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I have some classes that implement an interface, but also extend the Sprite class:

package {
    public interface IState {
        function addMonster():void;
    }
}

package {
    public class Fuzzy extends Sprite implements IState {
        public function addMonster():void {

        }
    }
}

package {
    public class LizardSkin extends Sprite implements IState {
        public function addMonster():void {

        }
    }
}

// Document class 

package {
    public class Main extends MovieClip {
        private var state:IState;
        public function Main():void {
            state = new Fuzzy();

            addChild(state);
        }
    }
}

When I try to addChild(state) I keep getting an error message 1067: Implicit coercion of a value of type IState to an unrelated type flash.display:DisplayObject.

Now I know I've seen examples where a class extends MovieClip / Sprite and implements an interface...what can I do to make it so I can add "state" to the stage but also implement the methods I want??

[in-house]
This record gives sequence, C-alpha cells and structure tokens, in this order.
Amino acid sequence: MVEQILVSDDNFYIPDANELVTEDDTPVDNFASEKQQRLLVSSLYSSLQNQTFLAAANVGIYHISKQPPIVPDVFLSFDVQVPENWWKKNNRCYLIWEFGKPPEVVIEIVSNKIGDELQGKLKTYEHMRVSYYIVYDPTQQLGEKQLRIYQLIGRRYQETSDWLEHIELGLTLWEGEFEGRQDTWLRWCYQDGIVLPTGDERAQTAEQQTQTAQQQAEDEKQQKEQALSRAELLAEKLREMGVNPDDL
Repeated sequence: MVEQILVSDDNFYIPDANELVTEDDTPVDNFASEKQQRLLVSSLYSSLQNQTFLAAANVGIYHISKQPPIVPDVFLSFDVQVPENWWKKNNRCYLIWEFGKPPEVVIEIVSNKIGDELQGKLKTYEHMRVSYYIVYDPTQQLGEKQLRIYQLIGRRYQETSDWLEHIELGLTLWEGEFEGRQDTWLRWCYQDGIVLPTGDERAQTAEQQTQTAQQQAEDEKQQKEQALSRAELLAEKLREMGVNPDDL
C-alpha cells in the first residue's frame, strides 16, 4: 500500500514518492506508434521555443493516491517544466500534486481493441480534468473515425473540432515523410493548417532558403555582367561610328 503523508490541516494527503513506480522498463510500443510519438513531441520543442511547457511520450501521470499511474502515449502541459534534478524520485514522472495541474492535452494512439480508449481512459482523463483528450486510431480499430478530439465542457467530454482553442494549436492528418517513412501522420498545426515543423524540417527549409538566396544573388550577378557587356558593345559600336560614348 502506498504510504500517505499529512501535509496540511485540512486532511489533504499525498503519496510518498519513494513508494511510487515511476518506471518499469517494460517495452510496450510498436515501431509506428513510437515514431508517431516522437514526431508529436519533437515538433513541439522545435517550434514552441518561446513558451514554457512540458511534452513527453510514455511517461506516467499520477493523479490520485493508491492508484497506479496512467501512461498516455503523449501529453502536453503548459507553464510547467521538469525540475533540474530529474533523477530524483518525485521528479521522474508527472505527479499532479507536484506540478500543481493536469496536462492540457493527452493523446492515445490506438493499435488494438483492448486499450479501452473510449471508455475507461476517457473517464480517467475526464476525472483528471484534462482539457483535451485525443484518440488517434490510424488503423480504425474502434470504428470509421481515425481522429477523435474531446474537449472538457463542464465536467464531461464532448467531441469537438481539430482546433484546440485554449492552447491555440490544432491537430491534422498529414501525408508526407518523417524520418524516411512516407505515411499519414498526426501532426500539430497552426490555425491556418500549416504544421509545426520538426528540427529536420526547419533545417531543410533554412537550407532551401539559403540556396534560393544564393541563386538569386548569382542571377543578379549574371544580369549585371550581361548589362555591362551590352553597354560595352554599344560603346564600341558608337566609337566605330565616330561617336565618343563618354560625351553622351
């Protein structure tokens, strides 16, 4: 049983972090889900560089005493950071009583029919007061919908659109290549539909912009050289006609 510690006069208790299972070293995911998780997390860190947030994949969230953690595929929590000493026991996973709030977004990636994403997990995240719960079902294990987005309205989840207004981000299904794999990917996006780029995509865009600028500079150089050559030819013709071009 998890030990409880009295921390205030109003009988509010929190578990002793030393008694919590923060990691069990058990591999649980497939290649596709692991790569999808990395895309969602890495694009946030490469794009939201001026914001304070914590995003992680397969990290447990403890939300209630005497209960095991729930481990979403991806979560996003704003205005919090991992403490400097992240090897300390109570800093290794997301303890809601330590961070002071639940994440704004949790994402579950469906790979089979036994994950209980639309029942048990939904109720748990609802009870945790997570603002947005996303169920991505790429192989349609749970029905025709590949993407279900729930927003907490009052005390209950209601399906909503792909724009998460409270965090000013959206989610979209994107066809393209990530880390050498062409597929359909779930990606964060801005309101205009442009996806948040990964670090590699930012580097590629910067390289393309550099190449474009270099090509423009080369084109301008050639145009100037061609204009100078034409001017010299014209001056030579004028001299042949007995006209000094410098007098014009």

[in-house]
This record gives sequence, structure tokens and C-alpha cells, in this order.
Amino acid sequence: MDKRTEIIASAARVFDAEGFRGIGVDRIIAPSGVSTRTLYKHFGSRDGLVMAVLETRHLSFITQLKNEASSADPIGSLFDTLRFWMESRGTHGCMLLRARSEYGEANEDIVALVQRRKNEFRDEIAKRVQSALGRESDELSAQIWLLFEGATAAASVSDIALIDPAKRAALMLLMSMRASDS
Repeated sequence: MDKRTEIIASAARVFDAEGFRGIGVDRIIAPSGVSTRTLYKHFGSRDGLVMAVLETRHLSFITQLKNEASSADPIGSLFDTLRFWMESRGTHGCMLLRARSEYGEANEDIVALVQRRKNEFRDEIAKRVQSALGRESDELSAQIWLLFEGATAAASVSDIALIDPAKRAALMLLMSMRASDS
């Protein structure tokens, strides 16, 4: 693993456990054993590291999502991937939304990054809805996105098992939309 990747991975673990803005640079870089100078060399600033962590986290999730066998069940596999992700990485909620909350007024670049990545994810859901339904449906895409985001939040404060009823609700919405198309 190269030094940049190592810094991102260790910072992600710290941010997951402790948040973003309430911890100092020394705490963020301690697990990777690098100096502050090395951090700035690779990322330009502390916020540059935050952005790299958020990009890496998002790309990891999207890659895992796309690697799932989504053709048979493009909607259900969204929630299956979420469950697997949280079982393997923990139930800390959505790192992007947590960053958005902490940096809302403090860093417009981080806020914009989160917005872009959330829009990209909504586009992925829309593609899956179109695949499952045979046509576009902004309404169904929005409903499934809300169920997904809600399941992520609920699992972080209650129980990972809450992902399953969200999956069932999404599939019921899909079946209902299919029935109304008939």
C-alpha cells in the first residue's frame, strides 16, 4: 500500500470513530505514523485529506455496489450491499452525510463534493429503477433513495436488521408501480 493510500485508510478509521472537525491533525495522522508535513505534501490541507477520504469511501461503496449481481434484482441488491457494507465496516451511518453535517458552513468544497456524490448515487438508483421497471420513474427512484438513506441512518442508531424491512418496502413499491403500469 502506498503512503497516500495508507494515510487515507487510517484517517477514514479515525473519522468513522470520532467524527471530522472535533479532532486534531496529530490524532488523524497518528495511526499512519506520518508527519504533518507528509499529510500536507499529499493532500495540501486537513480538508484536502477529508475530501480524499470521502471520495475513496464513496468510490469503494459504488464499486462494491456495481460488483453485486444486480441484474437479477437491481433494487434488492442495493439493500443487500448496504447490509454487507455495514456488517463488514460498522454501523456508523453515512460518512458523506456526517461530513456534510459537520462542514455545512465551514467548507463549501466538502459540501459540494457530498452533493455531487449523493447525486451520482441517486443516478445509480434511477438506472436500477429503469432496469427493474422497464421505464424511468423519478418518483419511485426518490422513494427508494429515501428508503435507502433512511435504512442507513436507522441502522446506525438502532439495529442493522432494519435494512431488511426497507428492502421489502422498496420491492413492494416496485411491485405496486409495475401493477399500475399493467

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2 Answers 2

up vote 5 down vote accepted

A simple cast should do it most of the time:

addChild(state as DisplayObject);

The compiler raises that error otherwise because it doesn't assume IState is always implemented by something that is a DisplayObject, but if you can guarantee that condition you can always cast.

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THANKS this helped a lot. I thought I was going to have to write a whole abstract class that implemented the interface. –  redconservatory Nov 16 '11 at 17:43

What I do in situations like this is use an IDisplayable interface, that looks like this:

public interface IDisplayable
{
   function get displayObject():DisplayObject;
}

and its implementation in a Sprite or MovieClip simply looks like this:

public function get displayObject():DisplayObject
{
     return this;
}

Your IState objects could then be added to the stage using addChild(state.displayObject);, when your IState interface extends IDisplayable.

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I use this method as well. An additional benefit is you can have a class be an "Actor" for a DisplayObject, rather than forcing your own class to extend DisplayObject. Coded right, the "handler" won't notice a difference between the two situations. –  IQAndreas Nov 16 '11 at 19:23

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